1. Add the aqua faba, cream of tartar and vanilla extract to a bowl. Use an electric mixer to whisk until frothy.

  2. Add the icing sugar, a little at a time, using a wooden spoon to mix it in. Once it's all been added, mix it with the electric mixer until smooth and glossy.

  3. Transfer around ¼ of the icing to an airtight container and set aside for later. Add the cocoa powder to the rest of the icing and mix in well. Add more water to loosen it or more icing sugar to thicken it.

  4. Transfer the chocolate royal icing into a piping bag fitted with a medium round nozzle.

  5. Use the icing to stick the chocolate fingers onto the front/back/sides, and the chocolate buttons onto the roof and chimney pieces. Once that has dried, 'glue' the Biscoff biscuit door on and stick the door knob on with more icing. Leave to dry before assembling.


  1. Pipe some icing onto the bottom of the first gingerbread piece and stick it onto a cake board. Use a small object such as a spice bottle to hold it in place while you get the next piece.

  2. Ice the bottom and both edges of the next piece and stick it into place. I used a spice bottle for every wall to keep it sturdy! Repeat until you have the front, back, and two sides stuck together on the board.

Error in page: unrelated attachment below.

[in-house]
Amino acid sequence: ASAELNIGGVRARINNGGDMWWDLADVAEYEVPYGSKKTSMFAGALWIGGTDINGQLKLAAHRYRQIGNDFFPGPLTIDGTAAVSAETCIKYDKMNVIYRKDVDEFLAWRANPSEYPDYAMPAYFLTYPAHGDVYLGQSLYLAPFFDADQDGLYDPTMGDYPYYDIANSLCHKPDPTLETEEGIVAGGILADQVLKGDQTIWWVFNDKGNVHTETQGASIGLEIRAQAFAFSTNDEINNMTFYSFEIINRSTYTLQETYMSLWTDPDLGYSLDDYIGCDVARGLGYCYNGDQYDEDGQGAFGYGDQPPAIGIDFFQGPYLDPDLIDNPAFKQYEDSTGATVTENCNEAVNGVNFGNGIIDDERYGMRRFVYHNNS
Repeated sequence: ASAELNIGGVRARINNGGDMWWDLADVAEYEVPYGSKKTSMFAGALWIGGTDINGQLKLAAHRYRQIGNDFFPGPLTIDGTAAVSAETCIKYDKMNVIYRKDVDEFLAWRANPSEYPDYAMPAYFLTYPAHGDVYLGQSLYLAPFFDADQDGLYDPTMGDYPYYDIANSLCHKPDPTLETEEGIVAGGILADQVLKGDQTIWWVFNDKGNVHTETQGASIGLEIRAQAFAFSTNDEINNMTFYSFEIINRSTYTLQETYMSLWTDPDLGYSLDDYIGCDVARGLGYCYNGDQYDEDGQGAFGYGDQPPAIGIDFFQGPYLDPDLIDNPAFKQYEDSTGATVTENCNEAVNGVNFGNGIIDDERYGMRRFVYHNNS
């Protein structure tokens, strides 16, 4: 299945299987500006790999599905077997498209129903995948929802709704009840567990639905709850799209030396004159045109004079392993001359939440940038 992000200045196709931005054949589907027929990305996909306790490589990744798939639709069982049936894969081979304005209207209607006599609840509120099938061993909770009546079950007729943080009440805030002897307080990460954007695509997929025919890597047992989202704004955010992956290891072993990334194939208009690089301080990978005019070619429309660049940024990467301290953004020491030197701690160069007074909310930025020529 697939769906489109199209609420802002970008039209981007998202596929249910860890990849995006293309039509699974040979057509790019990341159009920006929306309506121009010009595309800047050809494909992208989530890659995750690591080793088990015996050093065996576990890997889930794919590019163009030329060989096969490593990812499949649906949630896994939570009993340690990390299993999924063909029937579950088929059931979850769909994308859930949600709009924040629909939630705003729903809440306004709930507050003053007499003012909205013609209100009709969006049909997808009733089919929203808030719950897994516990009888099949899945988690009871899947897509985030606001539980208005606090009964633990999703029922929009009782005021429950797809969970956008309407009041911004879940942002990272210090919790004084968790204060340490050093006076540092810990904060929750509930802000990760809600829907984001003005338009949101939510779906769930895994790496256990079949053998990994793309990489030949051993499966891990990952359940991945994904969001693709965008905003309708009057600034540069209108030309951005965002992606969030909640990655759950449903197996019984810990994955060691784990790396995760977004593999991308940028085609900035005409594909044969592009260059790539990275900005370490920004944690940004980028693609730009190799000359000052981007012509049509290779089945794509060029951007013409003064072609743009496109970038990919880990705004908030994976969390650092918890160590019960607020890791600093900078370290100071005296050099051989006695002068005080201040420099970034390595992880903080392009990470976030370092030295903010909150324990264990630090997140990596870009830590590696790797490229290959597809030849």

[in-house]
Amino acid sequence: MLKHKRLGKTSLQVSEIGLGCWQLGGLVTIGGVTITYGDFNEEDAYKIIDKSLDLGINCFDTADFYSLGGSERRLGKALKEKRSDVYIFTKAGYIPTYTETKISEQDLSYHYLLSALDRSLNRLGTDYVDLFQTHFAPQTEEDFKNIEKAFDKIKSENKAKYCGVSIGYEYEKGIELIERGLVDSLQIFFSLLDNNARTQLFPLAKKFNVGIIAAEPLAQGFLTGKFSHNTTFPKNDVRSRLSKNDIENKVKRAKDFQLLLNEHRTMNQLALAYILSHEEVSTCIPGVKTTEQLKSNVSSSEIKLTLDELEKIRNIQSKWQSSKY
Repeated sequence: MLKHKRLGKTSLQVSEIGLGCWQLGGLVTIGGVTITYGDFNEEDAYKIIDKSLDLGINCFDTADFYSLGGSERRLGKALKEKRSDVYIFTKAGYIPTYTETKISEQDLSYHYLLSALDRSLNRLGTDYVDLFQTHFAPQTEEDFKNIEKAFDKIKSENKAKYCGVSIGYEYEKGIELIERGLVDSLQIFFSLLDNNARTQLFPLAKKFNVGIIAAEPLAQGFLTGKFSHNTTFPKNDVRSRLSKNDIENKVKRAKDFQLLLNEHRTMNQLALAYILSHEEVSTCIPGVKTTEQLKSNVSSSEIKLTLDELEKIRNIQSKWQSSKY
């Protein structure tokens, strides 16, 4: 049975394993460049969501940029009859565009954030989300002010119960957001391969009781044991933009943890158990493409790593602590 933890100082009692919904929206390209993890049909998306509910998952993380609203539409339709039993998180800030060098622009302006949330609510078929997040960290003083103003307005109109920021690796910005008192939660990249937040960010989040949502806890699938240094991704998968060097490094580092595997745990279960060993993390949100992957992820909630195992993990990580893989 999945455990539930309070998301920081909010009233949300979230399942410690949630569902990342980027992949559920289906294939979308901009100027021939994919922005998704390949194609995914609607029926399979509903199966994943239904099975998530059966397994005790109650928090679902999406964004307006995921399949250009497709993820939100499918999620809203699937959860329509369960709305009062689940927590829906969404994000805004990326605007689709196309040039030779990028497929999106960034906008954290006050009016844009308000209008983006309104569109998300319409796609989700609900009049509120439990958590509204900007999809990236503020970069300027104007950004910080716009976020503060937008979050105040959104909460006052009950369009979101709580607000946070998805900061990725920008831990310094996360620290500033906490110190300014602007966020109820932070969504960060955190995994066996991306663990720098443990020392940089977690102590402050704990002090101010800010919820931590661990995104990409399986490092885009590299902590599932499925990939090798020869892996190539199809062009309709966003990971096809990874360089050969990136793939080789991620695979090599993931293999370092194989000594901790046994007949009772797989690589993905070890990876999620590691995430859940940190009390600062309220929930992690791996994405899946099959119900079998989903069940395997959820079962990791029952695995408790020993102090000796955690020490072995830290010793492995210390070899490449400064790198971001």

3. Let the gingerbread house walls set completely before adding the roof. Four hours is a good amount of time but I recommend leaving it overnight if you can.

  4. Once the walls are set in place, put a small set of battery-operated string lights into the house, tucking the battery pack neatly at the back of the house. The roof will cover the wire. This is optional of course, but I think it looks lovely with the stained glass windows!

  5. Ice each side of the roof and stick into place, again using a spice bottle to hold it in place until dry. Repeat with the other side and let it set fully before 'gluing' the chimney on top.

  6. Put the white icing into a piping bag fitted with a small nozzle and use it to add 'snow' to your house. Finish off with a small Christmas wreath decoration.

Recipe Notes

  • Since I created this recipe, Bournville have added milk powder to their chocolate fingers and buttons. The only like-for-like replacement for Bournville chocolate fingers that I can find are Hotel Chocolat's chocolate batons but they are quite pricey. For a cheaper alternative, you can use pretzel sticks, either plain or covered in vegan chocolate. Alternatively, make extra chocolate royal icing and use that to decorate the house.
  • For the roof buttons, you can use Asda free-from giant buttons.
  • If you can't get molasses or treacle, use agave nectar and switch the caster sugar out for brown sugar.
  • Use spreadable dairy-free margarine rather than block vegan 'butter'. The dough will likely be too dry if you use butter.
  • The white icing will likely harden by the time you're ready to use it. Mix in a splash of water to make it pipeable again.
  • To stop the icing from drying out in the bag while the house is setting, place a piping tip cover onto the nozzle then secure the open end of the piping bag so that it becomes airtight. Let the bag sit in a bowl or tub of room temperature water.